It’s a testament to the universe’s harsh sense of humor that right after college graduation my intellectual curiosity awoke from its adolescent, party-addled stupor and became enamored with books, history, literature, philosophy, politics, science, and intellectual life in general.
For the most part, during my career as a student, I wanted to learn nothing. I was immature. Too young. I wasn’t ready.
Besides, learning was something adults made you do, so I rebelled against it. It was a chore, something I did because I was supposed to, and we rarely fall in love with anything we feel is forced on us.
Suddenly, at 23, I was free to pursue my own education. And, something amazing happened. I wanted to learn everything! I was a new person entirely. Books started appearing on my doorstep faster than I could read them.
Without the leash, I was going into every backyard in the neighborhood of the mind, running naked and wild, stepping on glass and eating stuff I wasn’t able to digest, sure, but enjoying it, and learning how to learn, nonetheless.
The mysterious world of knowledge called to me like the sea calls to a sailor, and I was more excited to sail across the various disciplines than I’d ever been.
Just a year after I received my diploma for my econ degree, I was walking out of my local hometown library with an armful of books on psychology.
Then, next month, US revolutionary history.
Then classics of political philosophy, and so on.
This is something you never would’ve seen me doing during my years of formal schooling., except maybe for the tail end of my senior year when my curiosity was starting to show early signs of throwing off the blankets and getting out of bed.
In fact, if my grandma, a former teacher, history buff, who had the sharpest tongue of anyone I know, was to rise from her grave today, I’m sure she’d shriek in joy about my change of heart towards her beloved books.
I’m 27 now, and over the last four years I’ve been doggedly trying to give myself a well-rounded education, especially in the humanities. I still am trying, and it’s been a fun, if challenging, experience.
Feeling Like I’m Making Up for Lost Time
I feel like I’m making up for lost time, like I squandered an opportunity to apply myself in college, missed a chance to spend four years doing barely anything but reading serious books and thinking lofty thoughts, all without society telling me to go get a full-time job.
The harsh truth is that I did in fact squander it, and this realization stings. I got a piece of paper, but not a true education.
Just this morning I was at a cafe trying to read American Pastoral — part of my DIY curriculum in literature.
But I couldn’t pay attention to Philip Roth’s rant because I was too busy eavesdropping on an interview going on at the table next to me. (I can never pass up a good interview; they’re reality tv, the stakes are high, people are nervous, I love them; also, I’m sure Roth would’ve done the same).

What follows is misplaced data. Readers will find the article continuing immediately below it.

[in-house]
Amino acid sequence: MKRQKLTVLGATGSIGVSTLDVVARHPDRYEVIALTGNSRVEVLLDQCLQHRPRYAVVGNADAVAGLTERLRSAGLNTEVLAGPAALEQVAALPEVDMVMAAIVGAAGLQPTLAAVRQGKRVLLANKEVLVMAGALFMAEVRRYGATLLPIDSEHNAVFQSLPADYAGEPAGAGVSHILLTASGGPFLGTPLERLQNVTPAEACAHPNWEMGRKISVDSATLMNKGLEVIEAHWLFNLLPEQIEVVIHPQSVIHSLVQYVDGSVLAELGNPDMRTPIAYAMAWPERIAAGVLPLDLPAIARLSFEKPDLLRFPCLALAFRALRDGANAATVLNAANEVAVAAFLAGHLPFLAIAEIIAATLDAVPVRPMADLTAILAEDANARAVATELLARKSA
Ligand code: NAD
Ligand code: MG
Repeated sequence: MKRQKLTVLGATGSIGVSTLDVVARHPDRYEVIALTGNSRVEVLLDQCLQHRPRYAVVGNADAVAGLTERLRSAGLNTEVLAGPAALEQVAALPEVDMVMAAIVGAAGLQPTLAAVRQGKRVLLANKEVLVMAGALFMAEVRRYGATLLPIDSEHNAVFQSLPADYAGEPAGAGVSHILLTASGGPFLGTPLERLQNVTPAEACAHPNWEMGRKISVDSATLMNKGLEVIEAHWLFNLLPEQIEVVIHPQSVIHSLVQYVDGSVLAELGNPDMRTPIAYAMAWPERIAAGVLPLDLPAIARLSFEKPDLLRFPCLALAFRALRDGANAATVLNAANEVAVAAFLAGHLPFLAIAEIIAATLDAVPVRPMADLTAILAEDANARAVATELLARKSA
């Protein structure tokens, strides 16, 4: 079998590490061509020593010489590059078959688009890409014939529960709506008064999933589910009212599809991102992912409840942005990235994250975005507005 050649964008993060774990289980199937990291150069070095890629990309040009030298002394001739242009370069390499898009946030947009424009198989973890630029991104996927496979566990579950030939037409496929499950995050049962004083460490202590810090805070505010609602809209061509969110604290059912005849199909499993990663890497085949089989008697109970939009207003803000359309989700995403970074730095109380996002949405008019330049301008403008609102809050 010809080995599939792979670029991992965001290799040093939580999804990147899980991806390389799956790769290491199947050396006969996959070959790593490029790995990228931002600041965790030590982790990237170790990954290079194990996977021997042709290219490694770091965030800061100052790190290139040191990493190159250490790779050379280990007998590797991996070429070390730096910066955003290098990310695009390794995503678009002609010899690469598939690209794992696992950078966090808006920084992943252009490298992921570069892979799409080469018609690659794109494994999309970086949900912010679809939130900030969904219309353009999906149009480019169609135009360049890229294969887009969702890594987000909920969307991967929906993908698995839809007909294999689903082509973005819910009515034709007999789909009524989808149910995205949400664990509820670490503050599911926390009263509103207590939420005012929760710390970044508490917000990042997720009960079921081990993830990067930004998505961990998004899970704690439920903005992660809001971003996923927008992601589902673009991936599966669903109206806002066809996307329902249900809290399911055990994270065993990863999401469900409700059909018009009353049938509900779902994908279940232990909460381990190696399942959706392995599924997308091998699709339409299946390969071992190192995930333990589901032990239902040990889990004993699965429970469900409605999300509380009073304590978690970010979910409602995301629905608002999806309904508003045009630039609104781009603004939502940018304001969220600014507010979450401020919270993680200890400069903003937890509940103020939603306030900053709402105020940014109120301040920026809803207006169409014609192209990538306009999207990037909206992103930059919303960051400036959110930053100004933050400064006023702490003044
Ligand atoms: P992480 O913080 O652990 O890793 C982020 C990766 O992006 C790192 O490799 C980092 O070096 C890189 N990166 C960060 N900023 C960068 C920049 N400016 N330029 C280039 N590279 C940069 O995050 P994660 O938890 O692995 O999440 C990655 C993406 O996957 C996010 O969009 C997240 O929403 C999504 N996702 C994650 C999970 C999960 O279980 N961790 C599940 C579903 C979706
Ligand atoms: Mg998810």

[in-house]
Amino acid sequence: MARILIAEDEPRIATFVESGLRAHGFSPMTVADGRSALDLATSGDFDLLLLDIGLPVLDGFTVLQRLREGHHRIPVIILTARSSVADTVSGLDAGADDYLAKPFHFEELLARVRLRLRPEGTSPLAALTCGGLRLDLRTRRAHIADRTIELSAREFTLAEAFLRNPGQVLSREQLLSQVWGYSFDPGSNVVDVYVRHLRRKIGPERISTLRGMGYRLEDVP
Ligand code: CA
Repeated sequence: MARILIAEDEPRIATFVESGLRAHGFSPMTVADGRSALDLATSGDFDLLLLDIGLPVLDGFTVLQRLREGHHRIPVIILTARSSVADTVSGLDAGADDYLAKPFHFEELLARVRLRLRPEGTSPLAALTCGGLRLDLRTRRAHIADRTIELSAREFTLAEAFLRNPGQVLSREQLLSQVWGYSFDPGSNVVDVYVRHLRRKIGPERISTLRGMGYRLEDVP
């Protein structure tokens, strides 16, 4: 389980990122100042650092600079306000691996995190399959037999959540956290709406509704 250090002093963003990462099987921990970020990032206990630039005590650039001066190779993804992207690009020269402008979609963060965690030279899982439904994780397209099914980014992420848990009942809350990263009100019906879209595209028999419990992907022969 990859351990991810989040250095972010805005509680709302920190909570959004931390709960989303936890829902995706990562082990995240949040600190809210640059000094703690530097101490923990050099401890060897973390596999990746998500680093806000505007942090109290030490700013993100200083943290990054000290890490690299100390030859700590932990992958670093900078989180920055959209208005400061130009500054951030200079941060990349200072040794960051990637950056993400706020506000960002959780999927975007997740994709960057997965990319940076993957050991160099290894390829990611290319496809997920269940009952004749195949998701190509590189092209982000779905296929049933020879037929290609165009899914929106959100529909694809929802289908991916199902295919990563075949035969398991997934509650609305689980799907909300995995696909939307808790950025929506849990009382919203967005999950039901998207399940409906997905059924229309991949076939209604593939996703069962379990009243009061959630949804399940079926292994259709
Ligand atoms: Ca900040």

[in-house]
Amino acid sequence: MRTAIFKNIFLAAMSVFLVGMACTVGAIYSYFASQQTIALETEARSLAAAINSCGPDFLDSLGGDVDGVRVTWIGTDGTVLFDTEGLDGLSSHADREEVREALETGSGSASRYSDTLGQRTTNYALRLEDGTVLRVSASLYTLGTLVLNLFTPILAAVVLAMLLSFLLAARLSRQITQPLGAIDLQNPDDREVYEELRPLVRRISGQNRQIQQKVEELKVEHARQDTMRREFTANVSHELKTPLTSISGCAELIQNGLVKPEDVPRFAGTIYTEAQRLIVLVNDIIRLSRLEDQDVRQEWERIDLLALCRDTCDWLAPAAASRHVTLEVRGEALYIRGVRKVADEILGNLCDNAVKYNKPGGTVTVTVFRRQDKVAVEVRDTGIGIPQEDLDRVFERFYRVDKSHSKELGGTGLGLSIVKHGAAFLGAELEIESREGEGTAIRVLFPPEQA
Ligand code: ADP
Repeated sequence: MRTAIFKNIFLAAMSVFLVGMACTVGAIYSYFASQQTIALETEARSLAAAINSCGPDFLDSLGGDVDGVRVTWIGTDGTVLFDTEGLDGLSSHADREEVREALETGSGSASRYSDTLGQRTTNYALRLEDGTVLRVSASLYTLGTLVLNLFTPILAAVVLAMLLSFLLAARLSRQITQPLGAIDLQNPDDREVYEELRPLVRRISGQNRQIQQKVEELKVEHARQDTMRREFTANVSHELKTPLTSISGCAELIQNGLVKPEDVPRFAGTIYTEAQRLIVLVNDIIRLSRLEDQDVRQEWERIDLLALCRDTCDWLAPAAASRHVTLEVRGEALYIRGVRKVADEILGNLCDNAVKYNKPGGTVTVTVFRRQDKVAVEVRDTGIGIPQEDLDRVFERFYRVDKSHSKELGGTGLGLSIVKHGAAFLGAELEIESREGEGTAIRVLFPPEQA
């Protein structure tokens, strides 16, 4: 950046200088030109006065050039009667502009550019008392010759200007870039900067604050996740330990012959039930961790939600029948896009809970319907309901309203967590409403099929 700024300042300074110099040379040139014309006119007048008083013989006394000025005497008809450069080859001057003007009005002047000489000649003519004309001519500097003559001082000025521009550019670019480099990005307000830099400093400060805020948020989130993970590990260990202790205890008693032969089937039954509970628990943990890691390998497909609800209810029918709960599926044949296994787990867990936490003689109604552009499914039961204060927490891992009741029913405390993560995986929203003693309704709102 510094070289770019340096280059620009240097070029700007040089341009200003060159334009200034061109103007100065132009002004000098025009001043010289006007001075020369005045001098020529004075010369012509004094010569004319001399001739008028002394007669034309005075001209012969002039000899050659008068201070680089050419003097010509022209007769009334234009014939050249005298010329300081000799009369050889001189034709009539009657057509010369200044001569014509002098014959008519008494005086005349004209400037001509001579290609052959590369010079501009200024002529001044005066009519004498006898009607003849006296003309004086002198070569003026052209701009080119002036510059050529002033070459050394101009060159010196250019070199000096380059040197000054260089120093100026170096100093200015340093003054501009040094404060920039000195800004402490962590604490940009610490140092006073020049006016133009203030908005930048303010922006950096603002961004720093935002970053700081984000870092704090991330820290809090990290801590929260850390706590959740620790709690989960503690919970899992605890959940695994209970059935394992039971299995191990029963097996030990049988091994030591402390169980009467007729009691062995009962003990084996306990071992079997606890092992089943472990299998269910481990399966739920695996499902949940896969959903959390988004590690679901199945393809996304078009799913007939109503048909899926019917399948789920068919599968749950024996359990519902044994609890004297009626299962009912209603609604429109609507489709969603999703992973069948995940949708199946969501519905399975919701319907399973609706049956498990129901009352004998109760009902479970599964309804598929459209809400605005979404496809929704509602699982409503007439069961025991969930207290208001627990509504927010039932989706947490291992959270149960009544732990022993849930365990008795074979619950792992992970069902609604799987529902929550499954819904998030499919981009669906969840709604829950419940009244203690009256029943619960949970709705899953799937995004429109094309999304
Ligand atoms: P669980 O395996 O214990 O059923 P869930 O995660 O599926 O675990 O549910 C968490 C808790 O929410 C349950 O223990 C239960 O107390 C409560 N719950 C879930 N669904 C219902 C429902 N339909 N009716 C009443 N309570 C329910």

The interviewee was a college girl applying for law school. At the time I tuned in she was talking about college and all the classes she was taking — French philosophy, American literature, something about physics I think.
She was also sharing her extracurriculars, of which there were many.
As if to agitate my regrets about not applying myself in school, she mentioned she was president of the philosophy/psychology club.
“Damn I would’ve loved to do something like that!” was my initial thought.
Alas, she quickly dampened my self-frustration, for when asked why those two subjects were in one club, she said they’re close enough subjects that they just smush them together. This made me wonder if they don’t just meet up to smoke weed.
Anyway, regardless of the truth of her accolades — sitting there, pretending to read, an econ major who spent more time partying than studying at school — I was feeling a bit angry at myself.
Feeling a bit foolish. Feeling a bit behind. Feeling a bit jealous of the opportunities she was taking advantage of, wishing my intellectual awakening occurred a bit earlier.
But, as the interview went on, I remembered something important, something everyone interested in self-education should remember.
It’s Never Too Late to Start Taking Your Education Seriously
I was a different person back then, more interested in rising socially and falling in love with girls than with books. It was a maturity thing, and now I know what I’m interested in, and can pursue learning with love and intensity. It’s never too late.
After all, Winston Churchill said his education began the day he left college.
“I began my education at a very early age; in fact, right after I left college.” — Churchill
I’m 27 now, and over the last four years I’ve been thinking a lot about what it means to be educated and how to approach self-directed study.
I’ve also been engaging in it on a daily basis— trying different approaches to giving myself a strong foundation in my major subjects of interest, primarily the humanities and classic books of the Western canon, but also some social and natural sciences as well.
I’ve learned a lot, not just about the subjects, but about the practice of self-education. About what it does to your mind, your actions, and your beliefs. About what works and what doesn’t. About what education is, and what it isn’t.
Still, I feel like I’ve only scratched the surface of the major fields of inquiry and have only begun to understand how to perform self-directed learning effectively.
My hope is that on this blog I can share my challenges, mistakes, successes, and findings from 4 years of self-education and wide reading.
By doing this, I hope to help fellow autodidacts plan and execute their own well-rounded educations outside of school.
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Thanks for reading. I wish you the best in your studies. Remember, it’s never too late to start.